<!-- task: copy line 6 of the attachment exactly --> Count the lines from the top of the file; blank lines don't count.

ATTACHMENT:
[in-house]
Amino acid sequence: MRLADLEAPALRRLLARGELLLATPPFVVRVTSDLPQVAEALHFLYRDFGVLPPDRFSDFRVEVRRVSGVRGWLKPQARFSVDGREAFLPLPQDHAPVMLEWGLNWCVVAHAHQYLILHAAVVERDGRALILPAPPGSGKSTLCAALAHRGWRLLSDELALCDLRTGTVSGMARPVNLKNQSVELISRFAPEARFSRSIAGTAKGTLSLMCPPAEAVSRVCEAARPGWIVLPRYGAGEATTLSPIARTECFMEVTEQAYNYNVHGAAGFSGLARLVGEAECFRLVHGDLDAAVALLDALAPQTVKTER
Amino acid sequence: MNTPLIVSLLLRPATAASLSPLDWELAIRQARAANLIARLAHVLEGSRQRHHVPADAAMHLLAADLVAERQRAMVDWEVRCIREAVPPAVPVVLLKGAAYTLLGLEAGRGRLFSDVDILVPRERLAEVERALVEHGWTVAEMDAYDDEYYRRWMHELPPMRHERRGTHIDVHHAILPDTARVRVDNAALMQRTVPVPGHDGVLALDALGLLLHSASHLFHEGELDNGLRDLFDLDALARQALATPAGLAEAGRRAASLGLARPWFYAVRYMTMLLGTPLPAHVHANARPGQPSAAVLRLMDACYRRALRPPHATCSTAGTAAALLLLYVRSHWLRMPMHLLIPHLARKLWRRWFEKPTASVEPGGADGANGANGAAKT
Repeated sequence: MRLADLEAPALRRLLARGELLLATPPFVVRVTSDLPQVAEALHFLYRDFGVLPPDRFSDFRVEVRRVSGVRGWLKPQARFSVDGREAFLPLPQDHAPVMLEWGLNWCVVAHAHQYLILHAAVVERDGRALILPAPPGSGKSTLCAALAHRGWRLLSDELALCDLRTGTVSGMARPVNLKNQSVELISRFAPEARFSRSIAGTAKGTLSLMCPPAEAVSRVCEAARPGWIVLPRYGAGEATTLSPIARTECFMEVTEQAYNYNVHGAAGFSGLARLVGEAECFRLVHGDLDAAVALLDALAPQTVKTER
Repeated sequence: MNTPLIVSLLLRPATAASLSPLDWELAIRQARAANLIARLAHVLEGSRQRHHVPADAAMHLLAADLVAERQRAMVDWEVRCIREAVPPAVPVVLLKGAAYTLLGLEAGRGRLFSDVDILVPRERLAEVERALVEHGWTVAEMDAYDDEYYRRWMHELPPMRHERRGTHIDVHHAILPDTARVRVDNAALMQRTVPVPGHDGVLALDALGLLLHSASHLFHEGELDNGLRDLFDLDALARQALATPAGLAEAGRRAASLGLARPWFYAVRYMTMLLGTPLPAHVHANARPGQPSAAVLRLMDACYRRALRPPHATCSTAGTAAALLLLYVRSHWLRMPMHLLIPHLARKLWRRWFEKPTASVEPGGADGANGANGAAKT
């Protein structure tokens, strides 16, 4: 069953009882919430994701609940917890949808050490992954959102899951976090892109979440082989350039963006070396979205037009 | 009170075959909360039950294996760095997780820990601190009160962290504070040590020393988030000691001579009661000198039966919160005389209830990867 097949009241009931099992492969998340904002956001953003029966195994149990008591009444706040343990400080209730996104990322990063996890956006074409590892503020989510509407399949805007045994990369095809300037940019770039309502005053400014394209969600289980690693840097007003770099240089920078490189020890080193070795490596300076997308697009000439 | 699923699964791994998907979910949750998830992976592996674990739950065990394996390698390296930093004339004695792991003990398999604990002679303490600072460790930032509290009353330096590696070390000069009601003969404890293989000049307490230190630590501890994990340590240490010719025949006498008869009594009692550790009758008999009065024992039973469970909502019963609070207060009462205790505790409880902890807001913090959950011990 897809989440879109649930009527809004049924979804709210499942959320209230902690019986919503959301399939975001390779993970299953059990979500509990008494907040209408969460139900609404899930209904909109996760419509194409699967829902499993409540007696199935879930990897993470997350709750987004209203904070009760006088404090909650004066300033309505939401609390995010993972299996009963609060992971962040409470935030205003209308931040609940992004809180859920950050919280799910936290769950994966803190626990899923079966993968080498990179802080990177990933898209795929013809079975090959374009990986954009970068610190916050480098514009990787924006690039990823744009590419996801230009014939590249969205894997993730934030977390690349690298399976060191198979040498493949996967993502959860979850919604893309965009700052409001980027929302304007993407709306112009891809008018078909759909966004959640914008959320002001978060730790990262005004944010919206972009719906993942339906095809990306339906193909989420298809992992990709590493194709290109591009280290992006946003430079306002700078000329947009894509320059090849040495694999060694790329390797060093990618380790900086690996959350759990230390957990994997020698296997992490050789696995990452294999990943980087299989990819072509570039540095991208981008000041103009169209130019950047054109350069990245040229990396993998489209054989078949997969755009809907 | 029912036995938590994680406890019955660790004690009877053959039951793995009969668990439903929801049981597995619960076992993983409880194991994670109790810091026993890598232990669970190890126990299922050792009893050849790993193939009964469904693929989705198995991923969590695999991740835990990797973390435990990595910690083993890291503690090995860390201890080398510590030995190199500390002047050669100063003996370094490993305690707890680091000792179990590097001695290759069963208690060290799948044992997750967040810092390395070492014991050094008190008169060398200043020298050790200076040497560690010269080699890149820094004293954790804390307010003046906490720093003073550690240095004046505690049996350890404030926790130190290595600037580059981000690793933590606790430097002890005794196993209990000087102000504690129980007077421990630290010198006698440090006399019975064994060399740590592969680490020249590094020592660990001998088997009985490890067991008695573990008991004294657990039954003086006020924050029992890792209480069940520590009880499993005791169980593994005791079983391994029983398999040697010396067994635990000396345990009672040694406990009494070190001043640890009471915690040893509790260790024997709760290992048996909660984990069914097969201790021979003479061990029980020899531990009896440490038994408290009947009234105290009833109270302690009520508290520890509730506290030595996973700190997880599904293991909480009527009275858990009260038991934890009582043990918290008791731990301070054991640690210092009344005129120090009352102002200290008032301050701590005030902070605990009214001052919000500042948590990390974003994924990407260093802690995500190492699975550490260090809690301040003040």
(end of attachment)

């Protein structure tokens, strides 16, 4: 069953009882919430994701609940917890949808050490992954959102899951976090892109979440082989350039963006070396979205037009 | 009170075959909360039950294996760095997780820990601190009160962290504070040590020393988030000691001579009661000198039966919160005389209830990867 097949009241009931099992492969998340904002956001953003029966195994149990008591009444706040343990400080209730996104990322990063996890956006074409590892503020989510509407399949805007045994990369095809300037940019770039309502005053400014394209969600289980690693840097007003770099240089920078490189020890080193070795490596300076997308697009000439 | 699923699964791994998907979910949750998830992976592996674990739950065990394996390698390296930093004339004695792991003990398999604990002679303490600072460790930032509290009353330096590696070390000069009601003969404890293989000049307490230190630590501890994990340590240490010719025949006498008869009594009692550790009758008999009065024992039973469970909502019963609070207060009462205790505790409880902890807001913090959950011990 897809989440879109649930009527809004049924979804709210499942959320209230902690019986919503959301399939975001390779993970299953059990979500509990008494907040209408969460139900609404899930209904909109996760419509194409699967829902499993409540007696199935879930990897993470997350709750987004209203904070009760006088404090909650004066300033309505939401609390995010993972299996009963609060992971962040409470935030205003209308931040609940992004809180859920950050919280799910936290769950994966803190626990899923079966993968080498990179802080990177990933898209795929013809079975090959374009990986954009970068610190916050480098514009990787924006690039990823744009590419996801230009014939590249969205894997993730934030977390690349690298399976060191198979040498493949996967993502959860979850919604893309965009700052409001980027929302304007993407709306112009891809008018078909759909966004959640914008959320002001978060730790990262005004944010919206972009719906993942339906095809990306339906193909989420298809992992990709590493194709290109591009280290992006946003430079306002700078000329947009894509320059090849040495694999060694790329390797060093990618380790900086690996959350759990230390957990994997020698296997992490050789696995990452294999990943980087299989990819072509570039540095991208981008000041103009169209130019950047054109350069990245040229990396993998489209054989078949997969755009809907 | 029912036995938590994680406890019955660790004690009877053959039951793995009969668990439903929801049981597995619960076992993983409880194991994670109790810091026993890598232990669970190890126990299922050792009893050849790993193939009964469904693929989705198995991923969590695999991740835990990797973390435990990595910690083993890291503690090995860390201890080398510590030995190199500390002047050669100063003996370094490993305690707890680091000792179990590097001695290759069963208690060290799948044992997750967040810092390395070492014991050094008190008169060398200043020298050790200076040497560690010269080699890149820094004293954790804390307010003046906490720093003073550690240095004046505690049996350890404030926790130190290595600037580059981000690793933590606790430097002890005794196993209990000087102000504690129980007077421990630290010198006698440090006399019975064994060399740590592969680490020249590094020592660990001998088997009985490890067991008695573990008991004294657990039954003086006020924050029992890792209480069940520590009880499993005791169980593994005791079983391994029983398999040697010396067994635990000396345990009672040694406990009494070190001043640890009471915690040893509790260790024997709760290992048996909660984990069914097969201790021979003479061990029980020899531990009896440490038994408290009947009234105290009833109270302690009520508290520890509730506290030595996973700190997880599904293991909480009527009275858990009260038991934890009582043990918290008791731990301070054991640690210092009344005129120090009352102002200290008032301050701590005030902070605990009214001052919000500042948590990390974003994924990407260093802690995500190492699975550490260090809690301040003040």